If a marble is “Made in the USA,” it’s likely made in West Virginia.

About the turn of the 20th century, marbles, bottles and bowls went from factories and shops in West Virginia to homes across the country. Small artisan shops and factories grew in numbers, and the workers formed unions based on the type of glass they made. At one time, up to 21 percent of flat glass and 15 percent of pressed tableware in the country were made in the state, leading the nation in these kinds of production.

Glass was once fourth among the state’s industries. Now, on the 200th anniversary of the glass industry in West Virginia, we can see how the craft meandered and ebbed and flowed through our state’s history.

To celebrate that history, a West Virginia University alumnus and expert on the glass industry in the state will speak on the topic. Dean Six will present at the Museum Education Center, formerly The Erickson Alumni Center, located adjacent to the Creative Arts Center, on Wednesday, July 24.

The lecture, titled “The Bicentennial of West Virginia Glass: Utility Becomes Art,” will begin at 7 p.m. and is free and open to the public.

Six has taken his passion for the state’s glass industry and made it a life-long journey. He was born in Ritchie County, W.Va., where coal is non-existent, and the glass industry was dominant in his childhood community.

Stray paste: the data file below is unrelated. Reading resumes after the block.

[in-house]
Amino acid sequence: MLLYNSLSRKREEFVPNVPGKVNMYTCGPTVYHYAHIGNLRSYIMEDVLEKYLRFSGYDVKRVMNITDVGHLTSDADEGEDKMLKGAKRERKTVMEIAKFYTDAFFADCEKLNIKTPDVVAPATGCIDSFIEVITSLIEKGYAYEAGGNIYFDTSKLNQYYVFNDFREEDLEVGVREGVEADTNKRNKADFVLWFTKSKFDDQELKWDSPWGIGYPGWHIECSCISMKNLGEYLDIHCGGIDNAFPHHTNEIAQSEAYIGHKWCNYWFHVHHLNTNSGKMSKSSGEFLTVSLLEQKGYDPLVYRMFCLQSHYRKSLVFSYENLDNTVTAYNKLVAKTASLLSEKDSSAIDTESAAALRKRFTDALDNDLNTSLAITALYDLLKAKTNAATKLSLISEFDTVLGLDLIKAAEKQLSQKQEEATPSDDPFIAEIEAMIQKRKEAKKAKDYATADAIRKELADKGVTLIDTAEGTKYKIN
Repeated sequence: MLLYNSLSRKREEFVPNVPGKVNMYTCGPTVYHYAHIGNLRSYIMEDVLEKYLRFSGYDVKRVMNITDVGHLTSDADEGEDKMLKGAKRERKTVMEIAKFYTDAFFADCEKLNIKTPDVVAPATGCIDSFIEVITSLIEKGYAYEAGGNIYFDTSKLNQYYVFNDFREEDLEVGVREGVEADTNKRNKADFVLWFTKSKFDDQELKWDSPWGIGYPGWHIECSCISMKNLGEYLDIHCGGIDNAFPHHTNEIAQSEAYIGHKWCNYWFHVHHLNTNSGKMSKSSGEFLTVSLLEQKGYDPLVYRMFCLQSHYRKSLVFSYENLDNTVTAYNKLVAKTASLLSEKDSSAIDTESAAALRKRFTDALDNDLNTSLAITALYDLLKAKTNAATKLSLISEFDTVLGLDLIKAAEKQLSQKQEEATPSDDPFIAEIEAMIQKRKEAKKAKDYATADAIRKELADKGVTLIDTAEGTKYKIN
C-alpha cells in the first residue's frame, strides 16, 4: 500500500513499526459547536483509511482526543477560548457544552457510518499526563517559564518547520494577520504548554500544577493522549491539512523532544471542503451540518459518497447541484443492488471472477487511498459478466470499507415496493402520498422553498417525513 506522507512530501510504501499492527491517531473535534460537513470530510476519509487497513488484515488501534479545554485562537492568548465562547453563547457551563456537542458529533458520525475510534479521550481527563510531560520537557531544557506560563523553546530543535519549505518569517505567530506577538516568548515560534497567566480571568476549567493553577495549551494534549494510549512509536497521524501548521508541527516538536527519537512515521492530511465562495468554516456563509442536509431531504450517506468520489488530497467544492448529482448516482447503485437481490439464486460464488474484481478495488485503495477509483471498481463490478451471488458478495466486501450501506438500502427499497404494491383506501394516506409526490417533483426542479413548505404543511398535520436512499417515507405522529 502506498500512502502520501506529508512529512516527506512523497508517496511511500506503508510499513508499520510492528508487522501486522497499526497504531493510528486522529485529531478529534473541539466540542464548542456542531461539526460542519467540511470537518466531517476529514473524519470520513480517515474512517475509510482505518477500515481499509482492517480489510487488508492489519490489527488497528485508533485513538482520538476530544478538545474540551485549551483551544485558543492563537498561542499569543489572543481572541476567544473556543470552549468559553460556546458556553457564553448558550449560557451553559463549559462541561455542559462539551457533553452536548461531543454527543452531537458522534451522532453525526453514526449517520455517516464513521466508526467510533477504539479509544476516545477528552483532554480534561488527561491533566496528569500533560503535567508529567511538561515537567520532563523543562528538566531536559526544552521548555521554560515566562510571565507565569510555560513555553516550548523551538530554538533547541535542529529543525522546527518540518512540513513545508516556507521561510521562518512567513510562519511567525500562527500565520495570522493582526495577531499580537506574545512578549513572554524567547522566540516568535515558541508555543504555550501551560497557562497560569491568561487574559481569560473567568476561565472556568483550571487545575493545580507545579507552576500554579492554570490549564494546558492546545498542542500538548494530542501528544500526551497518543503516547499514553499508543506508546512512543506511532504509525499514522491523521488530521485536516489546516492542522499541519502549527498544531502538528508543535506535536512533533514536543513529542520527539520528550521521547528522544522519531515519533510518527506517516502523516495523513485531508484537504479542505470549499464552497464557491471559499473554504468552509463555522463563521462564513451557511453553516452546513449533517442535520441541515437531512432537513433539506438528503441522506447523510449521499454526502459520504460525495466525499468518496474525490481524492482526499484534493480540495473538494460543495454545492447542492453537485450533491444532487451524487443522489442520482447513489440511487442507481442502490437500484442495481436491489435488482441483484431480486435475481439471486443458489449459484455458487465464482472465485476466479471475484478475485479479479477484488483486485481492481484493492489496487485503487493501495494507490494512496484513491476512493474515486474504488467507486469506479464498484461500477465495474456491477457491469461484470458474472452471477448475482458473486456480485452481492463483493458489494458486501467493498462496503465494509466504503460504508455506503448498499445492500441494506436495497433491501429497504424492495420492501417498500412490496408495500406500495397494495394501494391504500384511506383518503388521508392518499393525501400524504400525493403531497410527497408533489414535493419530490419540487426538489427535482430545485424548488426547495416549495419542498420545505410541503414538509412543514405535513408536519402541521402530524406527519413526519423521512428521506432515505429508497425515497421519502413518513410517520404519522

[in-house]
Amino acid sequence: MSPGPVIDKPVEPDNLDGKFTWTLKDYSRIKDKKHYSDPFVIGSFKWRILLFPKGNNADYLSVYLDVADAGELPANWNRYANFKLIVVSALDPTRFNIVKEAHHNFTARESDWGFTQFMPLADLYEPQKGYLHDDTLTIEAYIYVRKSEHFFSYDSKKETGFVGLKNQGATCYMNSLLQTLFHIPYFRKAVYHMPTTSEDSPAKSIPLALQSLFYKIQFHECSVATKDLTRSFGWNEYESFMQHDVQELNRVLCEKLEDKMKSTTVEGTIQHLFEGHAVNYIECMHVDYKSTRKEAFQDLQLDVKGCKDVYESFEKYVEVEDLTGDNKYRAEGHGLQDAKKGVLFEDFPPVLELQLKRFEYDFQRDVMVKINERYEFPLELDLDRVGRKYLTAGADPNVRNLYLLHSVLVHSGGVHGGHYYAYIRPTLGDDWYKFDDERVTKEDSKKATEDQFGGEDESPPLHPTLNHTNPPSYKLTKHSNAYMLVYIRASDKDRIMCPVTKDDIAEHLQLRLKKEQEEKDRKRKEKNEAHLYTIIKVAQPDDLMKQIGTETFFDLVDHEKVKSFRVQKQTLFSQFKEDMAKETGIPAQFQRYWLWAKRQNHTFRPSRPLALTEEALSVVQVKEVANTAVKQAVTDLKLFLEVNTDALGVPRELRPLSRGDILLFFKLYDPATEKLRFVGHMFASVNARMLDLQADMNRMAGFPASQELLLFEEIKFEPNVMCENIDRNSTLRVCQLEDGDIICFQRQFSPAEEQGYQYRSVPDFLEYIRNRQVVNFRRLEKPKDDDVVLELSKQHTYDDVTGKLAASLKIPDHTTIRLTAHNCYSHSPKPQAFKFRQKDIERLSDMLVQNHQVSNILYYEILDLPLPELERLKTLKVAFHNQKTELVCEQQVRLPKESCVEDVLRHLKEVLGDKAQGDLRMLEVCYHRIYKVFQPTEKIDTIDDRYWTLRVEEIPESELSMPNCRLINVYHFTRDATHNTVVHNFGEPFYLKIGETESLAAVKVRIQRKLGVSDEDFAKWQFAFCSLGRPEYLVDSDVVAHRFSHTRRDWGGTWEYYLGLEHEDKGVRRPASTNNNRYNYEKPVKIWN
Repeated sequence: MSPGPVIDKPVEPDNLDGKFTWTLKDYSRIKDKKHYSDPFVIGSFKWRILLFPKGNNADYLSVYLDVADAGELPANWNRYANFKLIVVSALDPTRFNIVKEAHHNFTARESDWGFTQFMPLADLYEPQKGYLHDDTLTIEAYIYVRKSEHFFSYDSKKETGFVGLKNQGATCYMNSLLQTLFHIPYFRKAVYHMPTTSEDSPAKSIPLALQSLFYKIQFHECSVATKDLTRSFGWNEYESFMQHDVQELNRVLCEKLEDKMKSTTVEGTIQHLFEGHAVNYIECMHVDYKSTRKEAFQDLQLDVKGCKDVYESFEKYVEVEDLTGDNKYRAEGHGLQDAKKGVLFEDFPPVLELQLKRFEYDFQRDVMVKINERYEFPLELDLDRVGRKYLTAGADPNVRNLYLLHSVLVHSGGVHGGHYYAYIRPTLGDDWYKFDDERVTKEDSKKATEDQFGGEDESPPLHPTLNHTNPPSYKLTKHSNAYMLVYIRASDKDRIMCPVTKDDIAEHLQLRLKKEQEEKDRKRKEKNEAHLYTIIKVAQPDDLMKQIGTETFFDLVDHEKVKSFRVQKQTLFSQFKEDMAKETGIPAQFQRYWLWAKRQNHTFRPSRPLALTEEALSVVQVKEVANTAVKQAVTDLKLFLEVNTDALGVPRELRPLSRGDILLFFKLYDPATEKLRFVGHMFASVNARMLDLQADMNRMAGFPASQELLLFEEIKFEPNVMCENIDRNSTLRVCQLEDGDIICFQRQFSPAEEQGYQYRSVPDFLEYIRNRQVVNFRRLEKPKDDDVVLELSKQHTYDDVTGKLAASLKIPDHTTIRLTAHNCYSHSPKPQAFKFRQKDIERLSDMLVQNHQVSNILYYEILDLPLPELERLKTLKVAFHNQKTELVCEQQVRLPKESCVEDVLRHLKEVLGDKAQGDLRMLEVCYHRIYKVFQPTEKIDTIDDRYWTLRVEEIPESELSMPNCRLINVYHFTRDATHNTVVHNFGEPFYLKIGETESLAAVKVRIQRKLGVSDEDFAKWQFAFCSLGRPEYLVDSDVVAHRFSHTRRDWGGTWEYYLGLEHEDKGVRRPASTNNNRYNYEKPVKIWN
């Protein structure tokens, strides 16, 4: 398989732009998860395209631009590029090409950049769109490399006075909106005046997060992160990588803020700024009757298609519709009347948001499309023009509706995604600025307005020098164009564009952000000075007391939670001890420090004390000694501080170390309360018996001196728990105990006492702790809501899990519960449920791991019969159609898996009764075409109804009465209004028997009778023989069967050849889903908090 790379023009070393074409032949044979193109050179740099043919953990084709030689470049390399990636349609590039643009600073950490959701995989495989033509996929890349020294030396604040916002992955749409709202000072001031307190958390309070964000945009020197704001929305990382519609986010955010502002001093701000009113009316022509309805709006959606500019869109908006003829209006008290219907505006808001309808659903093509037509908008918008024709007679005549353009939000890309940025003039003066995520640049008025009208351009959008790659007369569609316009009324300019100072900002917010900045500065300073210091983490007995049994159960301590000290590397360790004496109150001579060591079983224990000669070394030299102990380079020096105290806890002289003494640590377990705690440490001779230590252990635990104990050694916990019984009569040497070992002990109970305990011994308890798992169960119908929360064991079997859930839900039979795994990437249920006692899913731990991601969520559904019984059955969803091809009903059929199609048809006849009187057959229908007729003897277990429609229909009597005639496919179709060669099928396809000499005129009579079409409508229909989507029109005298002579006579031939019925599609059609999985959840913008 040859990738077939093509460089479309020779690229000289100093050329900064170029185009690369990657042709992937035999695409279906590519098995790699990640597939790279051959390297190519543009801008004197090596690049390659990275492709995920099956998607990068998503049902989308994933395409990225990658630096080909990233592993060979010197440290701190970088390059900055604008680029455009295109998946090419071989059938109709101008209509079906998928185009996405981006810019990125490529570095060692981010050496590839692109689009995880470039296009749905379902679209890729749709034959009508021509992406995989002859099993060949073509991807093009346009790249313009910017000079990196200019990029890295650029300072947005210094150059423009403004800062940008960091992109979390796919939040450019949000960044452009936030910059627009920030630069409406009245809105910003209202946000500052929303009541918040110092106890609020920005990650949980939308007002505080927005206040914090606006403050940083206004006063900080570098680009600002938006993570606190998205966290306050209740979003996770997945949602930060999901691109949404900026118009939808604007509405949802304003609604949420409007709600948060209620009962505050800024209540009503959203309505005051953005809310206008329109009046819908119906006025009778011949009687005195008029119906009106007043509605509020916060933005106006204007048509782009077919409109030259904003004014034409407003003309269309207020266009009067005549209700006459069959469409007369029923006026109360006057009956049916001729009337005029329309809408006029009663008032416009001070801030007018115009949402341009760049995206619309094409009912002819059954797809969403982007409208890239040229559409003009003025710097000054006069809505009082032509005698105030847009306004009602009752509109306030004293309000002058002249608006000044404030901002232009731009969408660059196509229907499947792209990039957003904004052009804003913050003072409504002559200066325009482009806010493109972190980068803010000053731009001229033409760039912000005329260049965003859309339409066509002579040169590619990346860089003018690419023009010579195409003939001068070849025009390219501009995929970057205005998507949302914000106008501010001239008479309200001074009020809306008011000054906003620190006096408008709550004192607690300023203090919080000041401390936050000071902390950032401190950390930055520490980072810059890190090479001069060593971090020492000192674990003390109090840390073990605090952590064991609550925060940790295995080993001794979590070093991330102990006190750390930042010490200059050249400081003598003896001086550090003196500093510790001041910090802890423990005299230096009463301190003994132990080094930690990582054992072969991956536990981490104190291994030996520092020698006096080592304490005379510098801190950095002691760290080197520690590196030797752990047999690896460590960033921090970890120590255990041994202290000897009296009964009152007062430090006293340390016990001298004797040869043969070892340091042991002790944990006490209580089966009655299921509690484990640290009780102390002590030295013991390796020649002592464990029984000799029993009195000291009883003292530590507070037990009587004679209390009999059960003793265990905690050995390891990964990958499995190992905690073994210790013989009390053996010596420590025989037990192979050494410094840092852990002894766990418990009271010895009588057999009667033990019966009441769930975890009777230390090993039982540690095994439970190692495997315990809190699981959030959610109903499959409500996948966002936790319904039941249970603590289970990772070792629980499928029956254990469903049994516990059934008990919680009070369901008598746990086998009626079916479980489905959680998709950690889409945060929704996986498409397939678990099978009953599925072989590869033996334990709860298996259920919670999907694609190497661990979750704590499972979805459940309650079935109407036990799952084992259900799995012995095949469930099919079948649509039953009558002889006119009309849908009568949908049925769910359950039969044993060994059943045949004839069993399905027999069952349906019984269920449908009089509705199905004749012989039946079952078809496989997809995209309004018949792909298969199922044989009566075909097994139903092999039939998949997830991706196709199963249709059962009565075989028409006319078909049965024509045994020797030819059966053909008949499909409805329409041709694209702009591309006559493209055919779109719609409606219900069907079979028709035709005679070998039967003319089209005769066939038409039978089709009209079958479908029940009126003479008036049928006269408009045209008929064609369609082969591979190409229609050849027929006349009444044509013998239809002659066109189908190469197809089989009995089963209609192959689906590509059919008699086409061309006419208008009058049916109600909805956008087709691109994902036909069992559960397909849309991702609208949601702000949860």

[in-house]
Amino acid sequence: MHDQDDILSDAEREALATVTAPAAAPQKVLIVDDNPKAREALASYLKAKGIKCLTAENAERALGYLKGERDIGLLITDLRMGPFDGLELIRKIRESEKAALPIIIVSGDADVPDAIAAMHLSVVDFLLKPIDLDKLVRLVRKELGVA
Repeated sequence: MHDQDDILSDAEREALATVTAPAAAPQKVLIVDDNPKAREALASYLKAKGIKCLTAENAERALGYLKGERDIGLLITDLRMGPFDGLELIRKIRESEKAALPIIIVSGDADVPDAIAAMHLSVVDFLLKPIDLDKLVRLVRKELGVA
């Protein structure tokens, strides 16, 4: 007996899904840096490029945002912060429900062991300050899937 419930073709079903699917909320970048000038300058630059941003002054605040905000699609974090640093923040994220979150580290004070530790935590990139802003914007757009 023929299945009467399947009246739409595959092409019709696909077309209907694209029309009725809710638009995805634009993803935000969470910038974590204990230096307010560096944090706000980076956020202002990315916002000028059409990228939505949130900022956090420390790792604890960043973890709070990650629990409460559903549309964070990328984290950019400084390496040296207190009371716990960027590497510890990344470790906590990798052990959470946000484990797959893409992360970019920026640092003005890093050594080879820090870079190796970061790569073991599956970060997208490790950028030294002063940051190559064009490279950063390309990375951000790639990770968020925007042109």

He has written numerous books on glass, as well as dozens of monographs and countless articles. He serves as the executive director of the Museum of American Glass, located in Weston, W.Va., and is employed by Replacements, Ltd. of Greensboro, N.C.

“The year 2013 marks the 200th anniversary of the first hot glass production within what is today West Virginia,” Six said. “That first plant, owned by James Duvall, was located in Wellsburg and produced high-end, hand-cut tableware.

“In celebration of the bicentennial, an extensive series of events is occurring from Wellsburg to Huntington, and from Charleston to Morgantown, that celebrate and share the rich heritage of the state’s glass.”

Six said more than 450 glass companies in the state have produced hot glass for more than two centuries, giving West Virginia one of the most diverse and expansive glass stories in the nation.

Today, five glass companies and eleven hot glass studios continue to produce glass for utility and art.

For more information about the lecture, contact Six at deansix@replacements.com or the WVU College of Creative Arts at (304) 293-4359.



CONTACT: Charlene Lattea, College of Creative Arts
304-293-4359, Charlene.Lattea@mail.wvu.edu

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